Archives

December 2017


Where do most of the elements essential for life on Earth come from? The answer: inside the furnaces of stars and the explosions that mark the end of some stars' lives.

With the discovery of ever smaller and colder exoplanets, terrestrial worlds with hazy atmospheres must be increasingly considered.

Where do the molecules required for life originate? It may be that small organic molecules first appeared on earth and were later combined into larger molecules, such as proteins and carbohydrates.

Models of thermal evolution, crustal production, and CO2 cycling are used to constrain the prospects for habitability of rocky planets, with Earth-like size and composition, in the stagnant lid regime.

We consider six isomeric groups (CH3N, CH5N, C2H5N, C2H7N, C3H7N and C3H9N) to review the presence of amines and aldimines within the interstellar medium (ISM).

A team of scientists using a state-of-the-art UCLA instrument reports the discovery of a planetary-scale "tug-of-war" of life, deep Earth and the upper atmosphere that is expressed in atmospheric nitrogen.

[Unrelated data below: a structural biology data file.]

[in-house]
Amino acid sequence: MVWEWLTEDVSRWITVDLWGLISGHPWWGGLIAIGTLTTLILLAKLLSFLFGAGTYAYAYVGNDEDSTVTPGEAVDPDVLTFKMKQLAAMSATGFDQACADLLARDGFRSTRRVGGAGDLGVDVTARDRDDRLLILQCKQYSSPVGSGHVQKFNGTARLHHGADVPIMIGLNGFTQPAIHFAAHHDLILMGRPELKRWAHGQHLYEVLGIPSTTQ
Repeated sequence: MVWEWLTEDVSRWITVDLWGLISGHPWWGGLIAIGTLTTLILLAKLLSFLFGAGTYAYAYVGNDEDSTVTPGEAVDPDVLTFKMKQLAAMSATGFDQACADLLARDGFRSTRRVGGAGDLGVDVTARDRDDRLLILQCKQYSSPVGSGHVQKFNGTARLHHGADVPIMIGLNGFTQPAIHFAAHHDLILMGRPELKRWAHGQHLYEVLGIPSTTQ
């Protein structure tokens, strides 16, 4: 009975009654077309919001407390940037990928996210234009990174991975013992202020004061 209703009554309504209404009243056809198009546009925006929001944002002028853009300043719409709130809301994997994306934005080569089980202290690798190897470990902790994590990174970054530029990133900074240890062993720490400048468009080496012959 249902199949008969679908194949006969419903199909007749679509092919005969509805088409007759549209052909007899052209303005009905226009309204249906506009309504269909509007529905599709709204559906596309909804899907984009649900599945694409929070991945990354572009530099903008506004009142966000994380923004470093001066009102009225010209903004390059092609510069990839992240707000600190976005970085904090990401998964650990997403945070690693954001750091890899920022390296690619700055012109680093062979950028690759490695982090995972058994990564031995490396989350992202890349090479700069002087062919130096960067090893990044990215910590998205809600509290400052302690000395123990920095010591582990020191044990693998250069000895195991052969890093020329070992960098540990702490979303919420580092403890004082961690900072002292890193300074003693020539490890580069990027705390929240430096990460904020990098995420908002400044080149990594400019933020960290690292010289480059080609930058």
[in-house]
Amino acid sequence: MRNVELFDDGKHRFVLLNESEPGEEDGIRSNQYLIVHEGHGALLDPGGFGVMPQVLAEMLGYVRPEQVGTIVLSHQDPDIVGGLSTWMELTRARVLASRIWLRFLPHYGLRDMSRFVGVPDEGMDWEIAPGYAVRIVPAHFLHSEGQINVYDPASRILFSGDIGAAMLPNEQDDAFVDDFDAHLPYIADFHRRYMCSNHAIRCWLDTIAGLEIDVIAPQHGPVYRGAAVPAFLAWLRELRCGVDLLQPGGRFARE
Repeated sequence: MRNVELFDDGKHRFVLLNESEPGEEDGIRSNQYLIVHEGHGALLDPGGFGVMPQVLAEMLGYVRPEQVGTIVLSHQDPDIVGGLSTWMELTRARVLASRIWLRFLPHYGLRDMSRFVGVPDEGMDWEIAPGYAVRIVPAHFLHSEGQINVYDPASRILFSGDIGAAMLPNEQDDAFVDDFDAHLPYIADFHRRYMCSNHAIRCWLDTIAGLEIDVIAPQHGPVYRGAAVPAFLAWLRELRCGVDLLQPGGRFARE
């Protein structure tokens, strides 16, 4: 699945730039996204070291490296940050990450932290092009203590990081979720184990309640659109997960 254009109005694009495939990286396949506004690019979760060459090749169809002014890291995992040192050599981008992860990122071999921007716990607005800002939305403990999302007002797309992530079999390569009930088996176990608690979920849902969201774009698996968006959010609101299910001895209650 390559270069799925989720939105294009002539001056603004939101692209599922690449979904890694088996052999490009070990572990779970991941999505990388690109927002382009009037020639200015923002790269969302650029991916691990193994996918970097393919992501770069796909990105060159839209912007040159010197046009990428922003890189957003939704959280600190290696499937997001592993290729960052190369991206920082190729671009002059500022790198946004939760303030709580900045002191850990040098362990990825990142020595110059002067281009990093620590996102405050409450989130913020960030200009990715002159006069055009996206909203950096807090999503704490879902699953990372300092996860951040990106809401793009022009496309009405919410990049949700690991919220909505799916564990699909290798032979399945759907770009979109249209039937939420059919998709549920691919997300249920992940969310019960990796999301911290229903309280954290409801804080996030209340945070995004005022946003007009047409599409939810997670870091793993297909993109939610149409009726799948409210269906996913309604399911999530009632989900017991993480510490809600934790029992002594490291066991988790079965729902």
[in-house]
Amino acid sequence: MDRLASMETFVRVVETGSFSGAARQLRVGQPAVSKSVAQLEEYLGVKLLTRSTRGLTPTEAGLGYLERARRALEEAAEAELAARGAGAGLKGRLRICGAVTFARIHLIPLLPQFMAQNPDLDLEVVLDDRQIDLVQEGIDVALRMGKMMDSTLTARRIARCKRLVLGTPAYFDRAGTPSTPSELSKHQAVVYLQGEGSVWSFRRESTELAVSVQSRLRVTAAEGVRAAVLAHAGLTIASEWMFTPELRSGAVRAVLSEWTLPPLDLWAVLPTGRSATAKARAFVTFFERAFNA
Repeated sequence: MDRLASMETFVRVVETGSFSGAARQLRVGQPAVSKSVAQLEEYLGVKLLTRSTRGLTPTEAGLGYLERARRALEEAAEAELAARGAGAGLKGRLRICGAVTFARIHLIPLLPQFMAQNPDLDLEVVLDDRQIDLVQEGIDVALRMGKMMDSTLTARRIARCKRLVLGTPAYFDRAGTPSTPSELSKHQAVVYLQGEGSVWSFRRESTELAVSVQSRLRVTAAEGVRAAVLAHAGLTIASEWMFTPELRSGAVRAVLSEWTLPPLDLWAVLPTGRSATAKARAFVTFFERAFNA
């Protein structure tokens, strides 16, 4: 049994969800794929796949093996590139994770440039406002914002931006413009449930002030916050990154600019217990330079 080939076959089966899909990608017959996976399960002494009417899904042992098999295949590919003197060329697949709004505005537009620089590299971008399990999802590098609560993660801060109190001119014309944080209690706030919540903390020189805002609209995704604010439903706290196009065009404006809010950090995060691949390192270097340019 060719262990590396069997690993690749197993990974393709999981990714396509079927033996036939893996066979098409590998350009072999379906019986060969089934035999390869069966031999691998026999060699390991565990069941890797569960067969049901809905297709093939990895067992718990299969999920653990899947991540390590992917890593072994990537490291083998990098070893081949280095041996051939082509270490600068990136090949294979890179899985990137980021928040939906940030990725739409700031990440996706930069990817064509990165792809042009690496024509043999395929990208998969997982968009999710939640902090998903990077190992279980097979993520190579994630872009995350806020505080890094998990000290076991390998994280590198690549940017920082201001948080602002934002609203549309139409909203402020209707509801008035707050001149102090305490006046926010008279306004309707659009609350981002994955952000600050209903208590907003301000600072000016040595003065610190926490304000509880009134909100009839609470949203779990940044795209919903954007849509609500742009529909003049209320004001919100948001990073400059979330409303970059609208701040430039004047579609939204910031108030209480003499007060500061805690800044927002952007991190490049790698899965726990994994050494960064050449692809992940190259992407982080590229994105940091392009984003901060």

A new study finds that viruses share some genes exclusively with cells that are not their hosts.

Dale Andersen sent this via inReach on December 6, 2017 2:47:47 AM EST "Heading back to Novo in an hour nice sunny day. I'm starting my traverse, follow along at my MapShare! https://share.garmin.com/DaleAndersen " Dale sent this message from: Lat -71.332995 Lon 13.45293.

New research using data collected by the European Southern Observatory (ESO) has revealed that a little-known exoplanet called K2-18b could well be a scaled-up version of Earth. Just as exciting, the same researchers also discovered for the first time that the planet has a neighbor.

20 years ago I made a trip to West Virginia to hang out with SETI researcher Jill Tarter and see how she searched the skies for evidence of life elsewhere.